Friday, July 21, 2006

Cuban defector Marti is St. Louis Cardinals mystery man

The story of Cuban defector Amaury Marti became one of the most difficult and rewarding articles I've ever written.

I'm always interested to talk with people like Marti who are willing to risk everything to come to America. When I walked into Palm Beach's clubhouse four hours before the Cardinals Florida State League game, a smiling Marti eagerly put down his lunch to give his first interview as a professional baseball player.

The St. Louis Cardinals’ prospect glowed when talking about baseball, but didn’t realize just how interested I was in his escape from Cuba. At first he gave only cursory details about his time in Cuba and his escape.

When it came to talking about the harrowing 21-hour boat trip out of Cuba, a visibly upset Marti couldn't talk anymore. Through translator and teammate Jaime Garcia, I asked Marti if he wanted to take a short break. He said he might be ready to talk about the ordeal in a month or so.

We moved on to other subjects, but I quickly realized Marti was too shaken by the memories of the escape to concentrate on any of my questions.

I left the Cardinals clubhouse feeling as bad as I've ever felt after an interview. My intention was to celebrate Marti's trip to freedom. I should have, but didn't expect the tale to be so painful for Marti to tell.

After spending parts of the next three days in the Cardinals clubhouse, Marti and I eventually talked baseball. I never mentioned the defection again, and he didn't bring it up. Some day I hope to sit down again with him and hear the rest of story.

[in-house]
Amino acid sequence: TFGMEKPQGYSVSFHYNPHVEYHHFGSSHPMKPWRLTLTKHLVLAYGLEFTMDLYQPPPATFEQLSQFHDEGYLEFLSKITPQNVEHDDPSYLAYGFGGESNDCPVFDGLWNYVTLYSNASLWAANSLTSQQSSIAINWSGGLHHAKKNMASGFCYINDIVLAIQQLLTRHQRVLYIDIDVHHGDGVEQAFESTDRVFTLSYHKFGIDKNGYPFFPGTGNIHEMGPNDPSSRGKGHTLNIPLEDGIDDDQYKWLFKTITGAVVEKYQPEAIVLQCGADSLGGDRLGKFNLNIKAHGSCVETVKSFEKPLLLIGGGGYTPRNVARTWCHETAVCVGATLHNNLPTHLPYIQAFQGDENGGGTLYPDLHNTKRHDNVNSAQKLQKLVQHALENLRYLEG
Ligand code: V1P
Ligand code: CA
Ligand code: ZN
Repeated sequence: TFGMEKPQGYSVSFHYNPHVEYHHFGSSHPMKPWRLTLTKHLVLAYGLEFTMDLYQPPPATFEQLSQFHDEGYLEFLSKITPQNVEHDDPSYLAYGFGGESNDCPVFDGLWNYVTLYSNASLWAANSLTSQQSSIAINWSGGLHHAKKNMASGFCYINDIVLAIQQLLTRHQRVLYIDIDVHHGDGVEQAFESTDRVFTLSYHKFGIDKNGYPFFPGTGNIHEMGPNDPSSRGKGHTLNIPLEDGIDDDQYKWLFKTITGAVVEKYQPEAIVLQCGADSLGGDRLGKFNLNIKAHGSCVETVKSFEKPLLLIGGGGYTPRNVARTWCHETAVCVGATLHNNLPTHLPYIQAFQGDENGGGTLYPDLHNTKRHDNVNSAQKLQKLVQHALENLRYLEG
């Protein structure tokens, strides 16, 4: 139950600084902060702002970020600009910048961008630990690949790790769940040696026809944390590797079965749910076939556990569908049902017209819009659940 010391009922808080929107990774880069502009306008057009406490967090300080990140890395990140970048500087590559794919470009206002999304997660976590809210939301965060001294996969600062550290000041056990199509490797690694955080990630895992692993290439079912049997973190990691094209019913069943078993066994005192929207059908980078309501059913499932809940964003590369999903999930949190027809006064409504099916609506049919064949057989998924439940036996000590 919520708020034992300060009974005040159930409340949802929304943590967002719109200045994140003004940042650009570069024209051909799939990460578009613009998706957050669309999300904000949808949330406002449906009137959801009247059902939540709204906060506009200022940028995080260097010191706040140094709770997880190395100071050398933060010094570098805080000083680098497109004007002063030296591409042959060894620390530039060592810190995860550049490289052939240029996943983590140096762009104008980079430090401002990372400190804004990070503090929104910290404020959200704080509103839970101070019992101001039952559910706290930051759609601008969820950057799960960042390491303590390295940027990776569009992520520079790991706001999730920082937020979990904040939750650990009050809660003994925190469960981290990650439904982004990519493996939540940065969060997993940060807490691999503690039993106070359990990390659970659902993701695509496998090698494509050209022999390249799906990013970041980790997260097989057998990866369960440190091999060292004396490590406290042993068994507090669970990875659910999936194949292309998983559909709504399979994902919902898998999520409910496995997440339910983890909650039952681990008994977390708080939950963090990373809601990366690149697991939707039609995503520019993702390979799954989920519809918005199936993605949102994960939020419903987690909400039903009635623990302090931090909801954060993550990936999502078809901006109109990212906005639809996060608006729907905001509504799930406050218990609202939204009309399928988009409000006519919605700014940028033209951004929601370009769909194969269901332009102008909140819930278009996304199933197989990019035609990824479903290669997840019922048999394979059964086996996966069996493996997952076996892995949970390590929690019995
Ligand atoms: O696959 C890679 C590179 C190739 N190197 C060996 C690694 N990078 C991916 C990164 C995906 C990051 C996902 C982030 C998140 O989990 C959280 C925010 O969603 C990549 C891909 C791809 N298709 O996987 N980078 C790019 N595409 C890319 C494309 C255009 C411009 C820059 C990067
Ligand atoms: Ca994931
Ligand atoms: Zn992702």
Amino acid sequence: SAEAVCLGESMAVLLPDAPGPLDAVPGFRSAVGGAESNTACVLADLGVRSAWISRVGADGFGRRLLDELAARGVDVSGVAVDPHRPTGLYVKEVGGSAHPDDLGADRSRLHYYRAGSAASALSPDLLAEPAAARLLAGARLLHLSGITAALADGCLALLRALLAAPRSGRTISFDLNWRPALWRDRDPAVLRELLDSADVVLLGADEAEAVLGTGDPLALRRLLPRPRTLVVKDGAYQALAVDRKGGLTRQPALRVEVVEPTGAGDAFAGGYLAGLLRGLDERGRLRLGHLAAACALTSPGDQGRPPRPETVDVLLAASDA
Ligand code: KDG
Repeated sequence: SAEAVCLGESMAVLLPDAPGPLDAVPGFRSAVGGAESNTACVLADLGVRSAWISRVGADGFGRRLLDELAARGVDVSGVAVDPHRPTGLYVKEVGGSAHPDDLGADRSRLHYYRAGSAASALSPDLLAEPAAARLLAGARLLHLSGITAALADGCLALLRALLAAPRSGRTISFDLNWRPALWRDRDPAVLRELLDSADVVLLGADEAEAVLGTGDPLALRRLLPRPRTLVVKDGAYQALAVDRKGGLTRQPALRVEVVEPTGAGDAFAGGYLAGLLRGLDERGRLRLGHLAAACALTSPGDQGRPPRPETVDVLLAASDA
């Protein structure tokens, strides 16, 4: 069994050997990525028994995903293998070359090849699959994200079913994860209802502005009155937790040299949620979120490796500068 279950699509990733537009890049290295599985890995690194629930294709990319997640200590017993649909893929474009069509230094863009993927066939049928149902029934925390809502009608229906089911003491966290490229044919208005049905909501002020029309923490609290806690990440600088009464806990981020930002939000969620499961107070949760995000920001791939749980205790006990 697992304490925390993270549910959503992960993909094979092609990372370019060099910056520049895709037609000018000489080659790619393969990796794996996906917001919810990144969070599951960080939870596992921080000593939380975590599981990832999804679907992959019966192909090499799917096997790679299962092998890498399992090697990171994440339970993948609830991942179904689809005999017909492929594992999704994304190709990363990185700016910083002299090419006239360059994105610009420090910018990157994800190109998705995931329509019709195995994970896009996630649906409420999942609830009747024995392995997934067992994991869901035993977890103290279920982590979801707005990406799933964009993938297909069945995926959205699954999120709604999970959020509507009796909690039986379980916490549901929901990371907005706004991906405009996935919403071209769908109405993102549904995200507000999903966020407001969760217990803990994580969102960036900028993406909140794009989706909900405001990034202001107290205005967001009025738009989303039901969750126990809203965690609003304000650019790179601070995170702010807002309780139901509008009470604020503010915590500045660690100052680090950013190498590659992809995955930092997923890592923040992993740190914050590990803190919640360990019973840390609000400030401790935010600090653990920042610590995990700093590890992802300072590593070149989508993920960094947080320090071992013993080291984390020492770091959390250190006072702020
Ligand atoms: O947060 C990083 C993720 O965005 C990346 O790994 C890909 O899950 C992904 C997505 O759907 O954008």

Many other characters emerged in this tale. Shreveport's Bob Flori is probably still angry he didn't get more money from the sale of Marti's contract. Former Elmira manager Greg Keagle spent the spring of 2006 as SUNY-Albany's pitching coach, but left in the summer to join the automobile industry. Marti's agent, Michelle Deaguirre, has been chased out of hotels by Cuban baseball security guards.

St. Louis Cardinals prospect Jaime Garcia also showed poise uncommon in a 19-year-old. Garcia volunteered to act as translator and didn't mind the role even on the day he was scheduled to pitch. A few weeks later, Garcia was in Pittsburgh as a Cardinals representative in the Futures Game. If Garcia keeps that demeanor on the mound, and in the starts I've seen he has, Garcia has a bright future ahead.

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